In response to how theater can be a “power for good,” Phoenix, the honorary theater society at Masters, helped to mark the eighth anniversary of the tragic shootings at Sandy Hook Elementary School, with a virtual staged reading on Monday, December 14.
Phoenix was selected as one of 50 communities to be part of a nationwide playwriting and performance initiative called “#Enough: Plays to End Gun Violence.” Members of Phoenix, as well as Masters faculty and other volunteers, participated in the online reading of seven plays written by young people from around the country and world, about a subject that, sadly, this generation knows all too well.
“I brought this project to them because I knew that Phoenix co-Chair Sam New ’21 was a passionate advocate against gun violence,” said Upper School Theater Teacher Meg O’Connor.
The actors felt the impact of the work. “I feel like I connected with the characters in these shows because I feel like I understood the emotions and anxiety some of these characters felt,” said Matthias Sandoval ’21. Sandoval recalled a scene about the Parkland School shootings and how the character said it could have been him experiencing the tragedy. "I remember thinking those exact thoughts,” he said.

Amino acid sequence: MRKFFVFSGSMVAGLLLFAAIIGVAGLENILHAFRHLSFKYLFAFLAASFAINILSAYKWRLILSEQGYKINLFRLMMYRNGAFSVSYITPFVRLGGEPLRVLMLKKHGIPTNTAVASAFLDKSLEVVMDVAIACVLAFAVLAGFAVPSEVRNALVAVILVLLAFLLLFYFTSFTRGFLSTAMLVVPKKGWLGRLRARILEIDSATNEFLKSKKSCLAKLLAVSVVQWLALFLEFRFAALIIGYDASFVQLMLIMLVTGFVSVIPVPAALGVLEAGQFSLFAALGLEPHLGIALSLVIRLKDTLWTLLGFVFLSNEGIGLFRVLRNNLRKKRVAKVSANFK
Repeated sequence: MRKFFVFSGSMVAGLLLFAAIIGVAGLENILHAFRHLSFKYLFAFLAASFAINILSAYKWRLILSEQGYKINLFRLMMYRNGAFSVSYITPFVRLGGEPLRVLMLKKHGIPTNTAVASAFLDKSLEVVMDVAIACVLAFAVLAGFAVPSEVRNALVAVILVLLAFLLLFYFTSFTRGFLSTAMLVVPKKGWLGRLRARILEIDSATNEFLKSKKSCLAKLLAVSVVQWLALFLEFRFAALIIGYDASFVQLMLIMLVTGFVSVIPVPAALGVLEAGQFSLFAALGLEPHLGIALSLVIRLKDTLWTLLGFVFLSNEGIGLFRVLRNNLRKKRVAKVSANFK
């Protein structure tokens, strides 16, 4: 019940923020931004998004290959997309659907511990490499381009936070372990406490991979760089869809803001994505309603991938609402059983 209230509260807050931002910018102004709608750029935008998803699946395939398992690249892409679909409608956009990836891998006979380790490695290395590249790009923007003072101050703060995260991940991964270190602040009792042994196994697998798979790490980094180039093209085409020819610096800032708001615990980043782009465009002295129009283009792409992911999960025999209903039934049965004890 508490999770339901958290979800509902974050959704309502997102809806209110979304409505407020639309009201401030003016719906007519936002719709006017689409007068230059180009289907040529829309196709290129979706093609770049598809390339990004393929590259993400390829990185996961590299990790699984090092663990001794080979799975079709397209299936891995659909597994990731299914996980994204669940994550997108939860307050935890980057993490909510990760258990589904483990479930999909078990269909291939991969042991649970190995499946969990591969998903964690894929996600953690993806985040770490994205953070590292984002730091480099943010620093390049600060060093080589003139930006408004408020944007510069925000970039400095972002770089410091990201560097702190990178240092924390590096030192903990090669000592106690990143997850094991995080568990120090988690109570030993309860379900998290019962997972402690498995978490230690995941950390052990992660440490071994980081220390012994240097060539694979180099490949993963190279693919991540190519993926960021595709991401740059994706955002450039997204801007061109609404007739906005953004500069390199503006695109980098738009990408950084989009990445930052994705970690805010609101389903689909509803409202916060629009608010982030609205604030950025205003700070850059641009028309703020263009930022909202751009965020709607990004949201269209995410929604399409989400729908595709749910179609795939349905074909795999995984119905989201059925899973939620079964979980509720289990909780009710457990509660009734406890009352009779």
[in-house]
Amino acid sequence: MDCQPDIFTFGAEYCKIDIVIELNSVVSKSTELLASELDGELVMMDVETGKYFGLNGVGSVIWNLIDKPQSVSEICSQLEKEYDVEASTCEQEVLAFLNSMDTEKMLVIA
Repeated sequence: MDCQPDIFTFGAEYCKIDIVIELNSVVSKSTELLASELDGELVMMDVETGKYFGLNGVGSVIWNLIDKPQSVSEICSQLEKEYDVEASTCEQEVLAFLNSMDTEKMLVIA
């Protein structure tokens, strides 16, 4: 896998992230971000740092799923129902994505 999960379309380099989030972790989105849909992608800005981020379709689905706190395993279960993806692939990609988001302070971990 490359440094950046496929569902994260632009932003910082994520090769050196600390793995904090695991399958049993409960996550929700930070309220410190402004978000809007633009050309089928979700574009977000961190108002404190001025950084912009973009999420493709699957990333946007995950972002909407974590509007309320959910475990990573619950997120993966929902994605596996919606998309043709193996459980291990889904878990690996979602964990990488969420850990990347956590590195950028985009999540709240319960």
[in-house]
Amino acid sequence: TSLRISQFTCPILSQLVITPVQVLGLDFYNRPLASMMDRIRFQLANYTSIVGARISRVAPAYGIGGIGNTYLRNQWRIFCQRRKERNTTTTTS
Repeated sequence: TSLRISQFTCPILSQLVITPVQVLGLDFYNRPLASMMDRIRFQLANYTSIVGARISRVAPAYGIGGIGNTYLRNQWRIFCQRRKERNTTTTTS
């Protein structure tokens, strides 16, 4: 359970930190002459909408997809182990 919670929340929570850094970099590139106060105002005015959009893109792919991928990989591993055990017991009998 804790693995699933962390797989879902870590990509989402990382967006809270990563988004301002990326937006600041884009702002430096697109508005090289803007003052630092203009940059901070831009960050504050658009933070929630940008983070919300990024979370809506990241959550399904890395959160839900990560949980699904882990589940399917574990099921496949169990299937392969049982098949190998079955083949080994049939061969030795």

“I have a personal connection to gun violence, I lost one of my friends to a school shooting so the topics of some of the plays really resonated with me and spoke to my experience,” added New.
“Not only was it so much fun to do, but I got to combine two of my passions: theater and activism,” said Carol Queiroz ’23. “It felt like I was a part of something bigger than myself. The script was worded so beautifully that some lines and stories left me shaking and so emotional. It was amazing to watch it come to life and help bring it to our community.”
“I feel really proud of how the kids have worked together to prepare for this. It’s impressive that this student-led group was able to pull this project together on top of all their other academic and cocurricular commitments,” added O’Connor.